Global prevalence of Neisseria gonorrhoeae infection in pregnant women: A systematic review and meta-analysis


Background: Neisseria gonorrhoeae infection (gonorrhoea) is associated with several pregnancy complications, including preterm labour, spontaneous abortion, stillbirth, miscarriage, growth retardation, and intrauterine death.

Objectives: We performed a systematic review and meta-analysis to estimate the global and regional prevalence of gonorrhoea in pregnant women as a scientific basis for further studies.

Data sources: We systematically searched PubMed/MEDLINE, Web of Science, Embase, Scopus, and SciELO databases from inception to 10 July 2022.

Study eligibility criteria: We included cross-sectional, cohort, and case-control studies that reported the prevalence of gonorrhoea in pregnant women. In addition, we included baseline data for randomized controlled trials.

Participants: Pregnant women who were tested for gonorrhoea.

Methods: Pooled prevalence estimates at 95% CIs were calculated using a random-effects meta-analysis model. We stratified countries according to WHO-defined regions and socio-economic factors. Moreover, sub-group-, meta-regression, and sensitivity analyses were conducted to investigate the effects of pre-determined factors on prevalence estimates and heterogeneity.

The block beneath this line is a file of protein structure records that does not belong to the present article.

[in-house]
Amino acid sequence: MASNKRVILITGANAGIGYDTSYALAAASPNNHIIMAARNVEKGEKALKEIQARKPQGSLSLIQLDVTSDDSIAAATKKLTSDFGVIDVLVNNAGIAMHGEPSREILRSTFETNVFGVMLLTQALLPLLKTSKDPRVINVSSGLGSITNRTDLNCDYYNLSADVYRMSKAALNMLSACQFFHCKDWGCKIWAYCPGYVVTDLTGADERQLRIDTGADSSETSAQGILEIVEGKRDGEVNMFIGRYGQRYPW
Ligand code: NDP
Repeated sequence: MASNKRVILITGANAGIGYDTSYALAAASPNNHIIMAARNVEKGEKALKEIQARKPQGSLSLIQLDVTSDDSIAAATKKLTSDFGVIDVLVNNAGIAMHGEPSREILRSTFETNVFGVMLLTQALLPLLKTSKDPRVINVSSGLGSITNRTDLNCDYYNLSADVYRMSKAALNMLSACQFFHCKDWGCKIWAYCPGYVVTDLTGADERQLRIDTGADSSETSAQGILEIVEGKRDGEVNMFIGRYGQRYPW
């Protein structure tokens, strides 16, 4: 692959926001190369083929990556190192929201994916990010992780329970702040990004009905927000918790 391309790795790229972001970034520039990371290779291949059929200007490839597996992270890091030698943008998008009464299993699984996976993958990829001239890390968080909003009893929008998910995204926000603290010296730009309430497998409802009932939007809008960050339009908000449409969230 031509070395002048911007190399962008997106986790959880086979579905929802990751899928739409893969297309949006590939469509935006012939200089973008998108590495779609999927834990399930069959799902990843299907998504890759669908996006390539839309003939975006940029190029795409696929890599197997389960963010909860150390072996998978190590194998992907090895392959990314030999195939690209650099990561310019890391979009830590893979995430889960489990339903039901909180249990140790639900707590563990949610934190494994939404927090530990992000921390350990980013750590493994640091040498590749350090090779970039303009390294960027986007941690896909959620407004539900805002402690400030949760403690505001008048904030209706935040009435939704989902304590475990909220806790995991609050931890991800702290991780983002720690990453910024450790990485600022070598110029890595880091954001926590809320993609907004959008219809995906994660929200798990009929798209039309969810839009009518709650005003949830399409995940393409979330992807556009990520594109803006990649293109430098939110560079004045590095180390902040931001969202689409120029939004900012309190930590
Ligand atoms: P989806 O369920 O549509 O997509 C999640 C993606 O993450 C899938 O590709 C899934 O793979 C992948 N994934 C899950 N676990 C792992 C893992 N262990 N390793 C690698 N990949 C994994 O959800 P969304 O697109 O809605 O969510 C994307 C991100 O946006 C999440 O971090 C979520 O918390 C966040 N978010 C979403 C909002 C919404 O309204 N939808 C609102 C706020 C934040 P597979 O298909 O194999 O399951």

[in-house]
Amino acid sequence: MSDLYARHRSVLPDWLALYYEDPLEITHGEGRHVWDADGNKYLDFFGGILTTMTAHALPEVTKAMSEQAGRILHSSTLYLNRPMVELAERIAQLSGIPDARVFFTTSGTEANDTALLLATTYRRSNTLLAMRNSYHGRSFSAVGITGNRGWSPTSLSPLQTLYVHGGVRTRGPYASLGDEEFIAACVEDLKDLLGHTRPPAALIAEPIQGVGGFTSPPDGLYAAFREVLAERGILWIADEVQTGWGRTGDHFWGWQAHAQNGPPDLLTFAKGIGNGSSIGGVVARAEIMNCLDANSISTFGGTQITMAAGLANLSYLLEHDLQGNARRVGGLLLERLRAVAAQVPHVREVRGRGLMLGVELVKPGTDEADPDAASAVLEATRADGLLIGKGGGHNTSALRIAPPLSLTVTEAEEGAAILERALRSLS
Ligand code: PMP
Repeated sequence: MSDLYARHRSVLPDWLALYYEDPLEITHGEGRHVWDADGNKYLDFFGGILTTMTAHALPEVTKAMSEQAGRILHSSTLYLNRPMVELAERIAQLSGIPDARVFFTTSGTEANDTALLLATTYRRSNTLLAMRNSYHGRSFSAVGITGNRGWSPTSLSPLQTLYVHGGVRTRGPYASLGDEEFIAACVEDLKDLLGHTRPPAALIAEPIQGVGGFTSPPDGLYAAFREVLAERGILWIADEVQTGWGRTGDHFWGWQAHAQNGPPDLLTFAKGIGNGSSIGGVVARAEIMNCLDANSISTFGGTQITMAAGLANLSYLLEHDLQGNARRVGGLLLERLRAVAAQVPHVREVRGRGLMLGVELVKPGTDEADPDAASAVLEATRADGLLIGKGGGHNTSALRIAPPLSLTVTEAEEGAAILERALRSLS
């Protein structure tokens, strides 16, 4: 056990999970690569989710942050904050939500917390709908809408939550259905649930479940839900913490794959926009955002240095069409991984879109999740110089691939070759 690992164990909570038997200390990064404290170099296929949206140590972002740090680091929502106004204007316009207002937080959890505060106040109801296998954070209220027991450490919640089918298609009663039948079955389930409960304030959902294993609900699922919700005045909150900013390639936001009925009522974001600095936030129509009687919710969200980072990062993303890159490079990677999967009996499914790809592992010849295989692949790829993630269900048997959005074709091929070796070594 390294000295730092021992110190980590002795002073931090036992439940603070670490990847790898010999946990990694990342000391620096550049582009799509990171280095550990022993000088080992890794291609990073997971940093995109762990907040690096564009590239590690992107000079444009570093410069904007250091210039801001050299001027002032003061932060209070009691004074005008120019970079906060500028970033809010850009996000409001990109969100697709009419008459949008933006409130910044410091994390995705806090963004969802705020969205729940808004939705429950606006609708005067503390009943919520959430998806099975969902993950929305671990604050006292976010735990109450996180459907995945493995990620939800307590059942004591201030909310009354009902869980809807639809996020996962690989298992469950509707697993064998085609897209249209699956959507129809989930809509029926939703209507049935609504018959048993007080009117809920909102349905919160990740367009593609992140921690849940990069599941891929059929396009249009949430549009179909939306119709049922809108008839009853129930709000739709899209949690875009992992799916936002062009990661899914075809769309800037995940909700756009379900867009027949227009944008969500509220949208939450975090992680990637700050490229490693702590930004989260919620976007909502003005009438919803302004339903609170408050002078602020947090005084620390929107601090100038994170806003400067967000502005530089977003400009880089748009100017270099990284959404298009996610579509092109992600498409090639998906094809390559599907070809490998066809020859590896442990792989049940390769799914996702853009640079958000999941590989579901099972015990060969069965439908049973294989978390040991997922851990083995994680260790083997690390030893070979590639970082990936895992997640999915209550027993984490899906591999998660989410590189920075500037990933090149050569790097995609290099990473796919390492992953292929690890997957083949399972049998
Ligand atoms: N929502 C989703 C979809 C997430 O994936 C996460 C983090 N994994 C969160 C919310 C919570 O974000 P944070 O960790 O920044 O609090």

Results: We identified 235 studies (249 datasets) on 19 104 175 pregnant women from 71 countries. The worldwide pooled prevalence of gonorrhoea in pregnant women was estimated at 1.85% (95% CI 1.73–1.97%), with the highest rate in the African region (3.53%) (2.84–4.29%) and the lowest rate in the European region (0.52%) (0.27–0.84%). Overall, the prevalence estimates were high among low-income countries (3.03%), pregnant women with HIV (2.81%), and pregnant women <20 years old (8.06%). A significant decreasing trend in prevalence was observed over time (β = -0.0008, 95% CI -0.0012 to -0.0004, p 0.001).

Discussion: Our findings indicate that a substantial number of pregnant women have been infected with gonorrhoea globally, which calls for immediate public health measures to reduce the potential risk of infection. The study highlights the inadequacy or lack of data for many countries, emphasizing the need to expand systematic data collection efforts at national and regional levels.


Vaezzadeh K, Sepidarkish M, Mollalo A, As'adi N, Rouholamin S, Rezaeinejad M, Mojtahedi MF, Hosseini SMM, Taheri M, Mahjour S, Mohammadi M, Chemaitelly H, Rostami A




  • Epidemiology and Determinants of Health
    • Epidemiology
  • Population(s)
    • Women
    • General HIV- population
  • Co-infections
    • Gonorrhea


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